1. One individual stepped up to the plate.
Every project needs an internal champion. The projects that succeeded had one. I’m not talking about a Microsoft-Trained-Dungeons-and-Dragons-IT-Propeller-Head either. They’re good only for backups and security. I’m talking about a really good administrative person. Someone who has a brain and isn’t afraid to use it – or a baseball bat, if necessary. The champion is not afraid to make mistakes. Or yell and scream, if necessary. The champion is authorized by management to get the job done…and is evaluated on its success. The champion should know everything about the system. He/she should get all the advanced training needed. The champion is responsible for the accuracy of the CRM database. The outside consultants are used to back up the champion. If you don’t have someone like this in place, then you will fail, fail, fail!
2. There were black and white deliverables.
Don’t try to “get more sales” or “service our customers better.” That’s a joke. You buy a piece of equipment to cut metal. You purchase a truck to deliver your product. What’s the specific thing that your CRM system should be doing? How about 2-3 needed reports that you’re not getting? How about replacing 2 databases with one combined system? Come up with an exact deliverable and have your CRM consultant tell you just how much it will cost to deliver it. Justify this investment by how much more sales or fewer expenses will result. Pay them when you see it and it’s working. My best clients go into their implementations with a clear, measurable goal in mind.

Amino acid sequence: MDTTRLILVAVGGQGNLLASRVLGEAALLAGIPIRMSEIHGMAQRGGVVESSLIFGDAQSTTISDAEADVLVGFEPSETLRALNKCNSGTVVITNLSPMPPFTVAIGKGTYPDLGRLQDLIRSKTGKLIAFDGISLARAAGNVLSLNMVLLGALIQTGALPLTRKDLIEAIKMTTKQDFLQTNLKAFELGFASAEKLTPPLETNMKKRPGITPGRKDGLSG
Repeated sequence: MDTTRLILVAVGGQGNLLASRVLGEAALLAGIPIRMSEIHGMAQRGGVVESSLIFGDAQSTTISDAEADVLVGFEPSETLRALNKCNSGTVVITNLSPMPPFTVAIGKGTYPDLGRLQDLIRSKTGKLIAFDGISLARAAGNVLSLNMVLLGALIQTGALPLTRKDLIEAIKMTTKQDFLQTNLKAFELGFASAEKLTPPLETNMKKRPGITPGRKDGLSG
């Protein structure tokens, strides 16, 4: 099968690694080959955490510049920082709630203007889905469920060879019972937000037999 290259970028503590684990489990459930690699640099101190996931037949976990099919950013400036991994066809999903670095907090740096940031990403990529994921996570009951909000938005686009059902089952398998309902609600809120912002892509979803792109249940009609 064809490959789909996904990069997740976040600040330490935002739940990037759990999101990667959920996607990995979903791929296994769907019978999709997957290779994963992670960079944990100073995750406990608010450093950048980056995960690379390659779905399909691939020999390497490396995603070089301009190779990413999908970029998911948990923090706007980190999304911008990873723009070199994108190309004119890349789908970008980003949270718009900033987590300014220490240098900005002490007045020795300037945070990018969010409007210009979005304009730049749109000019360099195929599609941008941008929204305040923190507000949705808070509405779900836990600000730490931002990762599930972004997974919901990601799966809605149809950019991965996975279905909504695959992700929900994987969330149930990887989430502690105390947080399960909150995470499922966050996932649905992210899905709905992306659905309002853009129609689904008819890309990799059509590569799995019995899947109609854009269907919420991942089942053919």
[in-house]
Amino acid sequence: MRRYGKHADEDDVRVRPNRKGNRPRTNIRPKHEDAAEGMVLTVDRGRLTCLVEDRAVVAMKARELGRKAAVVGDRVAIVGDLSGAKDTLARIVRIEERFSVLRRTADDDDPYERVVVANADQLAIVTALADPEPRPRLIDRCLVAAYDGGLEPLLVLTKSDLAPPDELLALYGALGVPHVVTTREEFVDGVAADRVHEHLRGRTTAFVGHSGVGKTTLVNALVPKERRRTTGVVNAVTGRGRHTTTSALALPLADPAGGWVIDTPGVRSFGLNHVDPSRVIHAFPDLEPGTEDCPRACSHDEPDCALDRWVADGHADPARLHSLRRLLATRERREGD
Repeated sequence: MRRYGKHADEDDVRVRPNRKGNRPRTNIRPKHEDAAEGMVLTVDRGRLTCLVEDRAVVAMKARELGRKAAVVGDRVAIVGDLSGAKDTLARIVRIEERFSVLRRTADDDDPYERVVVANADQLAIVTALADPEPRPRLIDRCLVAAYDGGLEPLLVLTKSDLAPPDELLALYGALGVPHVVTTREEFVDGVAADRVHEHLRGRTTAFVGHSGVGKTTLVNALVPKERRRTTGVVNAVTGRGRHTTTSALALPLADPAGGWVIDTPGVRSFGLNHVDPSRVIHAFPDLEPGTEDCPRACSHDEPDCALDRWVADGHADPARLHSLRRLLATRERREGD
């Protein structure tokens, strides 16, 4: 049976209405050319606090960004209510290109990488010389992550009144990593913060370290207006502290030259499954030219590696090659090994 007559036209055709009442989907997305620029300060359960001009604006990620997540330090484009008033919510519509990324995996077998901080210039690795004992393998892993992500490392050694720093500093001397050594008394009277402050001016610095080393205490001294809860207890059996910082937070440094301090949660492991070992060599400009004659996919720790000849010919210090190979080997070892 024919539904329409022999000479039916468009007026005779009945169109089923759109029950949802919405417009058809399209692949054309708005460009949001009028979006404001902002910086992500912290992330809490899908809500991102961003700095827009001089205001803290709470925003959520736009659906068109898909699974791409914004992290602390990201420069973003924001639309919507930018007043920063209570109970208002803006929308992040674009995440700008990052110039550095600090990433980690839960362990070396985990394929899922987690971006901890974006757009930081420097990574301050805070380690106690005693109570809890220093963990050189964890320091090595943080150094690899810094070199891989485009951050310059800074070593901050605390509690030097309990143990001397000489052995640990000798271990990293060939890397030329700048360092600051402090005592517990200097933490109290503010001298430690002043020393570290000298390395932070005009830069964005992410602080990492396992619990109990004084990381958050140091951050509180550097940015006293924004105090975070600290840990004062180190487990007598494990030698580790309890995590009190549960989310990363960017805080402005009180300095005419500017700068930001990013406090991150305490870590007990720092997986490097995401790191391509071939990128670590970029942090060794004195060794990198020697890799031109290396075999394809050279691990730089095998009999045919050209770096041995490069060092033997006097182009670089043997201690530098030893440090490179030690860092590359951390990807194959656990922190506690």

3. Management was not “girly-men.”
Schwarzenegger doesn’t like them, and neither do I. This is not a “win-win” situation. You’re not trying to make people happy. You’re putting in a system to help you generate more sales from existing and new customers. Your competitors are doing it. Don’t listen to those whining salespeople who don’t want to use this system – CRM applications are standard stuff nowadays. The strongest managers I know look at CRM as just a tool to use to get the information they need so they can manage their sales and service groups effectively. People don’t like change. Everyone’s got his or her own system. Well, it’s not about them, is it? It’s about the company. If you’re a girly-man with your direct reports, then avoid putting in a CRM system. Take your people to the opera instead.
4. They took small steps at a reasonable pace.
No one turned the place upside down. Our successful clients took the attitude that their CRM implementation would take place over a long period of time and broke the project down into chunks. Many figured out early that a “test group” of users (especially users with the right attitude) is the right place to start. This way, they could get their feet wet and work out the kinks. And assuming success, the test group of users could help spread the gospel – train other employees and help with issues. Each phase would be about 30 days or so. And of course these phases were part of an overall plan. By doing it this way, management could make sure things were going according to plan and give themselves the opportunity to cut their losses if things weren’t really happening they way they hoped.
5. They weren’t afraid to fail.
Look, some really great and successful companies just don’t embrace CRM. Their culture isn’t right for it. They’ve succeeded without it. Some of our clients’ CRM failures really weren’t failures at all. Management knew that CRM was a new concept for their company and were willing to take a chance (remember about taking those small steps) on it. CRM systems fail all the time and for many reasons beyond management’s control. Don’t be afraid to walk away from something that’s just not a good fit. If it was an affordable learning exercise, then it really wasn’t a failure at all.
Source: Gene Marks is the owner of The Marks Group PC (www.marksgroup.net), a 10-person CRM consulting firm based outside of Philadelphia, PA. Gene has written five books and speaks frequently on small business topics. He also writes biweekly online columns for Forbes, Business Week and The American City Business Journals.